Jubilee Debt Campaign Birmingham

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 Clipboard03Jubilee Room Houses of Parliament.

Some 80 or so MPs and campaigners were present. It was the fifteenth anniversary of Jubilee Debt Campaign (formerly Jubilee 2000)

Peter Price, Bishop of Bath and Wells, saw JDC as a movement of ordinary people. He recalled Bill Peters who had the original idea and was at time the chair of USPG while he Peter was the General Secretary. Bill had asked him for £1,000 to get the idea off the ground. Though they were sort of men, they agreed. Bill, together with Martin Dent, got the vision going. The change had come about through grass-roots action, from the bottom up. “When debts are remitted, lives are changed.” New life had been made possible thanks to the people, faith leaders and parliament.

Bhai Mohinder Singh from the Sikh Community recalled how the Sikh Scriptures spoke of there being one God and the human race being one large family; God abhors our exploiting other human beings – our own kith and kin. The different faiths could agree about the millennium goals and about the principles of compassion and love. His Sikh community held continuous days of prayer for peace and prosperity for all. A global infrastructure was required, and a just and fair financial system. There should be responsible lending and borrowing, with a proper debt work-out mechanism. He had been delighted to sign the faith leaders’ letter. There were enough resources in the world as long as people were not greedy. It was greed that led to financial crises.

Rabbi Sybil Sheridan from The Movement for Reform Judaism referred to the book of Leviticus chapter 25 verse 10 by which, in the year of Jubilee every 50 years, liberty was ensured for everyone in the land. People’s ancestral lands which might have been sold to others were then restored to them. Wealth then was seen not so much as a wealth but as a gift from God, with corresponding responsibilities to take care of the widows, the orphans and the strangers; neighbours who had become slaves were to have their liberty bought back. The same principle should be followed today through the development of some sort of international bankruptcy procedure by which indebted nations could have their situations resolved.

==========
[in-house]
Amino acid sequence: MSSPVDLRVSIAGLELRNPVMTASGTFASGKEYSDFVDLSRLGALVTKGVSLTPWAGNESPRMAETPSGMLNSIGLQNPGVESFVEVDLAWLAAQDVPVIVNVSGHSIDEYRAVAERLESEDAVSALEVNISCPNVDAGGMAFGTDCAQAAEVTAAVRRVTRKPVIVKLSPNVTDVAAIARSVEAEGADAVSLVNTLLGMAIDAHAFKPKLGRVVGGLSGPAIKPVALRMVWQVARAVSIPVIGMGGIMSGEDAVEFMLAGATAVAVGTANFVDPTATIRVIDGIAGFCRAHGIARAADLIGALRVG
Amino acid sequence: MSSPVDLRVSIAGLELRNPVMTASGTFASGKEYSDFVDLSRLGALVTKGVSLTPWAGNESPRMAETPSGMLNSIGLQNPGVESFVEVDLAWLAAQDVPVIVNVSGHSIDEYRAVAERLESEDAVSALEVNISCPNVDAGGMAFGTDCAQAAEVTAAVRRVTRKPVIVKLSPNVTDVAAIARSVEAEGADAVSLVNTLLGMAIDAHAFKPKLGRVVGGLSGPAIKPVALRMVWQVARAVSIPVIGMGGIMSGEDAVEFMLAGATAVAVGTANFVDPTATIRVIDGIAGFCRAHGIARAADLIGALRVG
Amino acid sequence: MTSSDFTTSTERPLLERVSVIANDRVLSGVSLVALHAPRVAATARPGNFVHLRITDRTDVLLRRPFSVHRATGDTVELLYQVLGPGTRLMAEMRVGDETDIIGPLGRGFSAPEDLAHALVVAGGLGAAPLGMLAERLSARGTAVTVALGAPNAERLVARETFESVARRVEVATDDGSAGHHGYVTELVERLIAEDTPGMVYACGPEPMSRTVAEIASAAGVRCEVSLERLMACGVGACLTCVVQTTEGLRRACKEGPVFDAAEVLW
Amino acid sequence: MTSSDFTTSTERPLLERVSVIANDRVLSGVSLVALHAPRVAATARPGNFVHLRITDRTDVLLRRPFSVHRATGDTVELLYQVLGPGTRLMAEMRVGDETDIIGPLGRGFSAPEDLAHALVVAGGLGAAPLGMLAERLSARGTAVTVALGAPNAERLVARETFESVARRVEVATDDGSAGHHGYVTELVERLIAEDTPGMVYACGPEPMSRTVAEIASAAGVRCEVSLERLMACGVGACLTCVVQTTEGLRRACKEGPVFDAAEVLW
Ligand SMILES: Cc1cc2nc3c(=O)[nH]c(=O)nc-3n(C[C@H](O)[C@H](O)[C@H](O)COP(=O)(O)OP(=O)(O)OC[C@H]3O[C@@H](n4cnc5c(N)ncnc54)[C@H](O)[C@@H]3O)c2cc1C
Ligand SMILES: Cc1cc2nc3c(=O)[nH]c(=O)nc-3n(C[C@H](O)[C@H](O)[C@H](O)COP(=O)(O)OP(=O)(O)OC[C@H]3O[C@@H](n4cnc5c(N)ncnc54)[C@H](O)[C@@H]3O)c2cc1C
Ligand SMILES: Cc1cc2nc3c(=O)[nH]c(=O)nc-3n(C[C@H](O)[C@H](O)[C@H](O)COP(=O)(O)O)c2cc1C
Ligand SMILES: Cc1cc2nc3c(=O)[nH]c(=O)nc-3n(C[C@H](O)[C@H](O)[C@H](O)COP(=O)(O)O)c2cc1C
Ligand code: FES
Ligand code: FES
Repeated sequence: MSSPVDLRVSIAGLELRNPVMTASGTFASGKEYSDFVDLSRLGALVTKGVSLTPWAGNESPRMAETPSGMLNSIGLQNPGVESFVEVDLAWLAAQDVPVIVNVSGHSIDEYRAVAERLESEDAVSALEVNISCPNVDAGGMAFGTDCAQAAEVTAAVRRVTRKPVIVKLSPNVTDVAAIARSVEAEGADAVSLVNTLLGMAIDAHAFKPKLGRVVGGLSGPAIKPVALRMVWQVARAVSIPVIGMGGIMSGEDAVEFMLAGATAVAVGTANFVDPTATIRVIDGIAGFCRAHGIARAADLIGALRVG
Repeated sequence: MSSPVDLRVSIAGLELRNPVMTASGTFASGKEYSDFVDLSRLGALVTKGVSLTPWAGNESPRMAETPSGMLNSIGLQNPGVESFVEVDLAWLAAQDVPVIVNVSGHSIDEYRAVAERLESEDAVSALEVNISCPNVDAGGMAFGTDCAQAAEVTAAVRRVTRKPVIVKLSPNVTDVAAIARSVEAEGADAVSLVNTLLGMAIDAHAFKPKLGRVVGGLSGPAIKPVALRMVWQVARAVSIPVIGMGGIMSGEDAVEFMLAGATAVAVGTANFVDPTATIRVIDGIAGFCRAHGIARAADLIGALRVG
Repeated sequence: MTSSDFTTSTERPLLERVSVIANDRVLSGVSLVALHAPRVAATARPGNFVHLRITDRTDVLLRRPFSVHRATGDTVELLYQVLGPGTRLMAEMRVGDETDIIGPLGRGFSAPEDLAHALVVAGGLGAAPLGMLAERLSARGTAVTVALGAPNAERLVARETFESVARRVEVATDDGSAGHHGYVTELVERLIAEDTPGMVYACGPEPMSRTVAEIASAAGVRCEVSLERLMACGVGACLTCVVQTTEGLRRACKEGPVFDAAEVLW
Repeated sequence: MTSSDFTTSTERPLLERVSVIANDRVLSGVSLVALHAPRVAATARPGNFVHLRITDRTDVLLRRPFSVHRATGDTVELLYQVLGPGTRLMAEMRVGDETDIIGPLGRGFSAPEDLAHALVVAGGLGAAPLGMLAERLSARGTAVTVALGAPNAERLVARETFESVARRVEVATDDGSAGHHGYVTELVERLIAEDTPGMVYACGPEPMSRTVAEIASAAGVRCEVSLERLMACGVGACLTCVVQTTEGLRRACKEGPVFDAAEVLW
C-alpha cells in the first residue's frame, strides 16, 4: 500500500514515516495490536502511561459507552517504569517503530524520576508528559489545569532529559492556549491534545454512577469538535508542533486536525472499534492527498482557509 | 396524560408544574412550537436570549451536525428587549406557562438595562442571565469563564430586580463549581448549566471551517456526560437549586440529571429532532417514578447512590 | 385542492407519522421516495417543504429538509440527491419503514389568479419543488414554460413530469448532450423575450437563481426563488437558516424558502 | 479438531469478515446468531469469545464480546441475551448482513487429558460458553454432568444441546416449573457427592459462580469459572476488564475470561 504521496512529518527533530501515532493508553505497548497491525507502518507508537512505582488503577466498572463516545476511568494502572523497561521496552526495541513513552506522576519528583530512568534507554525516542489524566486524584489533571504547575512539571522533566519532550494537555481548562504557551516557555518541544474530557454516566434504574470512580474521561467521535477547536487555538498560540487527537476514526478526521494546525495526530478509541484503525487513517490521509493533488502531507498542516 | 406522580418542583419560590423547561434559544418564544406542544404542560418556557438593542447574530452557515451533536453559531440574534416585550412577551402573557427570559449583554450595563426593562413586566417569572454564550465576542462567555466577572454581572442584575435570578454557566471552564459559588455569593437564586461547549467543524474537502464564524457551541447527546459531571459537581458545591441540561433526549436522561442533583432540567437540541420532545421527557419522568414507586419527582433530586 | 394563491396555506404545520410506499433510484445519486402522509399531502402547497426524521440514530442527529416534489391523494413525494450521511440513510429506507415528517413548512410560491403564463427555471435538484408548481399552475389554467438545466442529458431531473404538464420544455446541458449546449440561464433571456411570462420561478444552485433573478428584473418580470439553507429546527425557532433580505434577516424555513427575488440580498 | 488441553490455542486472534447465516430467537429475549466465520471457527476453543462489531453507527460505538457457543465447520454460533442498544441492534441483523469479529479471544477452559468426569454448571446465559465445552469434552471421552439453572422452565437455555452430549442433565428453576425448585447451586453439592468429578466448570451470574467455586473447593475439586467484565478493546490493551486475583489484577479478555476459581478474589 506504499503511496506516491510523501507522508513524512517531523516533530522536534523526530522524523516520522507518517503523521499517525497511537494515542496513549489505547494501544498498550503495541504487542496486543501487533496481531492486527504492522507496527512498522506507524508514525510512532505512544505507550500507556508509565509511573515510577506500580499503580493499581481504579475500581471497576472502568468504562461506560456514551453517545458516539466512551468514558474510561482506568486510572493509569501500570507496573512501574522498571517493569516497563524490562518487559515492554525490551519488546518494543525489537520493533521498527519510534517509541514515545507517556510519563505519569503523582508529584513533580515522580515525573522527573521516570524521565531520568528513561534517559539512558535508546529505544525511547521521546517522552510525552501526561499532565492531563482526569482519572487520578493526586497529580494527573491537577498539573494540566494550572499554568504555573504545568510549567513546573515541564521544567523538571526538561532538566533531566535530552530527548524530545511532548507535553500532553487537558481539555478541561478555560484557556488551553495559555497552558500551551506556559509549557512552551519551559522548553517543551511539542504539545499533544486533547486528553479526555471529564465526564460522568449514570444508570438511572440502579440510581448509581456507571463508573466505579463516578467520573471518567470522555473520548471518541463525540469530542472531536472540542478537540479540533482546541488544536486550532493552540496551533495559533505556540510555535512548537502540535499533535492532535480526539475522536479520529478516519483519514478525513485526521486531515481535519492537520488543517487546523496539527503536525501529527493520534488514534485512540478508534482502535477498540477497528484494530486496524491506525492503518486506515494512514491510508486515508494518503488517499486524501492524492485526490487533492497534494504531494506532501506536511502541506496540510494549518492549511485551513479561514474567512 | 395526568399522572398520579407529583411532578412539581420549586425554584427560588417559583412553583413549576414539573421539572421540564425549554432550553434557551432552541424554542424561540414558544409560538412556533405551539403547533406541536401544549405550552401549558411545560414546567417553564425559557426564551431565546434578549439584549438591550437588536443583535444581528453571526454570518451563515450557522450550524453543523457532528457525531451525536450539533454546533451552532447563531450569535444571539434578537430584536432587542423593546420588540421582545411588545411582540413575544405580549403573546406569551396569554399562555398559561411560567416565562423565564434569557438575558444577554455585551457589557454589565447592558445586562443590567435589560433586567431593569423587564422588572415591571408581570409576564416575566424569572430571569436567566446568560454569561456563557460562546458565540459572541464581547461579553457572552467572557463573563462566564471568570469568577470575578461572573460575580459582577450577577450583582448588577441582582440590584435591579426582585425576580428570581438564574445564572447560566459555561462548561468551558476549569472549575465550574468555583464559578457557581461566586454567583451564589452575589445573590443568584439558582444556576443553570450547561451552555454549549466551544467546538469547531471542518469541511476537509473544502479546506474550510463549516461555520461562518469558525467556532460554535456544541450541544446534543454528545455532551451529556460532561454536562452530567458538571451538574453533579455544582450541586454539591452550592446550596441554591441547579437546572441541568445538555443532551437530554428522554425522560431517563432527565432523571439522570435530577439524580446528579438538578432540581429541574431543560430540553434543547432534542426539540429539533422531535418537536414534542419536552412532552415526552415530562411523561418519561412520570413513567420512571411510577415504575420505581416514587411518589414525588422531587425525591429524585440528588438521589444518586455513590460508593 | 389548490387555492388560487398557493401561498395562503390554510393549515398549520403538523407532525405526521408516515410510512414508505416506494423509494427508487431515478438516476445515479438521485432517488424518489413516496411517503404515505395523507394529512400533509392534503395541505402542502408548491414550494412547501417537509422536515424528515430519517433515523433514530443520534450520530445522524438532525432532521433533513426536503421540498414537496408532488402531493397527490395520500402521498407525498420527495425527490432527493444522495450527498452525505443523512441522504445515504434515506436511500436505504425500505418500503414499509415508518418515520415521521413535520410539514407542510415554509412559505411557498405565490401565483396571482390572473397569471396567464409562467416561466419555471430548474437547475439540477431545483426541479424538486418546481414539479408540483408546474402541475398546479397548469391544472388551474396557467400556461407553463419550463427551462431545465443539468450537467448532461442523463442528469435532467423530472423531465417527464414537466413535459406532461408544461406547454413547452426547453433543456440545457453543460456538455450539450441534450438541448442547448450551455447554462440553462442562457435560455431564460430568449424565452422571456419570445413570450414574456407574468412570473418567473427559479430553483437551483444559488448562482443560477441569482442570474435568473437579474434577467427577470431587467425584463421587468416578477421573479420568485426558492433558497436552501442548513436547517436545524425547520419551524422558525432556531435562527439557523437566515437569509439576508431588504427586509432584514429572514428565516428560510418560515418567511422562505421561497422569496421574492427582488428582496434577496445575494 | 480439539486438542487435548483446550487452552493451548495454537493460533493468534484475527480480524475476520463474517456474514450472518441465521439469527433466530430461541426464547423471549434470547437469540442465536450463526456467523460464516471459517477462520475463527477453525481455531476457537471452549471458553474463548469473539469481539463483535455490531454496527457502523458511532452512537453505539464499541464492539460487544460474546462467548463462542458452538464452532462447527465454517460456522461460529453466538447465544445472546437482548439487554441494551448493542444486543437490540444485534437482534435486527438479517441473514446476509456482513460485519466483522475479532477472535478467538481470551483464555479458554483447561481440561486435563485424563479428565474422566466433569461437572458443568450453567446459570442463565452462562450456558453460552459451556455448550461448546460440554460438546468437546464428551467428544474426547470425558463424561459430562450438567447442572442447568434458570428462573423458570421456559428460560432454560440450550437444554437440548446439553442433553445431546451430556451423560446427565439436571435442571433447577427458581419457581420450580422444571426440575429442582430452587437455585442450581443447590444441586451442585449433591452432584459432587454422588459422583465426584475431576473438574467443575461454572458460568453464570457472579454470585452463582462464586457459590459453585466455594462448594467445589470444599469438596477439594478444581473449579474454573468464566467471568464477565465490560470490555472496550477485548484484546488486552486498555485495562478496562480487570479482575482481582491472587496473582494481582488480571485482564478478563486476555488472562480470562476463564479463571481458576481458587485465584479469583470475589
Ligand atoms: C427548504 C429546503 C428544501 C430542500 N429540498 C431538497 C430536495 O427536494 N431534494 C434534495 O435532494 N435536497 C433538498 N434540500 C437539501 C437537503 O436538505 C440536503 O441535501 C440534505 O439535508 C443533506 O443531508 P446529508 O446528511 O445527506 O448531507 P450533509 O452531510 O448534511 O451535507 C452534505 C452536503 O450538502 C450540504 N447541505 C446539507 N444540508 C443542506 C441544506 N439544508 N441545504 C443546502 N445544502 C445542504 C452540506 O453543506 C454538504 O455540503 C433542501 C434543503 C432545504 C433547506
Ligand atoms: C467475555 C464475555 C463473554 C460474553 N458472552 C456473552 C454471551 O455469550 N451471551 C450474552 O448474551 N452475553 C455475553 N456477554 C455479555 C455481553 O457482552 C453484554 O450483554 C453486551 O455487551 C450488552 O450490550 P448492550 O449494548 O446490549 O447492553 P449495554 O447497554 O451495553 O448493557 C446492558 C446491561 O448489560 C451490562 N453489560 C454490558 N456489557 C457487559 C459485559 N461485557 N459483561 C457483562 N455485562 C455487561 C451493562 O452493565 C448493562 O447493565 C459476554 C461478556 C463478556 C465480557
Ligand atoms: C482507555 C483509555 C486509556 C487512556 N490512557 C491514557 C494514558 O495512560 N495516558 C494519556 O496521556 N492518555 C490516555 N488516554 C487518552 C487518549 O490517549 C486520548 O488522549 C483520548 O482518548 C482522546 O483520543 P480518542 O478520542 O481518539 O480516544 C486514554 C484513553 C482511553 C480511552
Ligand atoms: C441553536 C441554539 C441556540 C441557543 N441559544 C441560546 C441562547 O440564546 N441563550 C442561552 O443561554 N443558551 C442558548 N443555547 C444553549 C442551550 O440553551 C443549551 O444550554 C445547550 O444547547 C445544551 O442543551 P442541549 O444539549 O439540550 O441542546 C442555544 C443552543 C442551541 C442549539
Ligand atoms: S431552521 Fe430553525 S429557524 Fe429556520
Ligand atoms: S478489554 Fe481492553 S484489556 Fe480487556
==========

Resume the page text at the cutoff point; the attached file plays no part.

The Revd Dr Mark Wakelin, President of the Methodist Conference, said that organisations like JDC encouraged us to change our narrative so that politicians could change the world.

Trisha Rogers, a past Director of JDC and Vice Chair of the British Humanist Association felt honoured to be present. Humanist values, she said, included thinking for oneself with reason, empathy and compassion, respect for the individual, democracy and cooperation. Unfortunately international debt was not subject to the safeguards that applied to lending within the UK where judges could overrule repayment conditions that were unfair; international loans were often to the advantage of the lender and the conditions unreasonable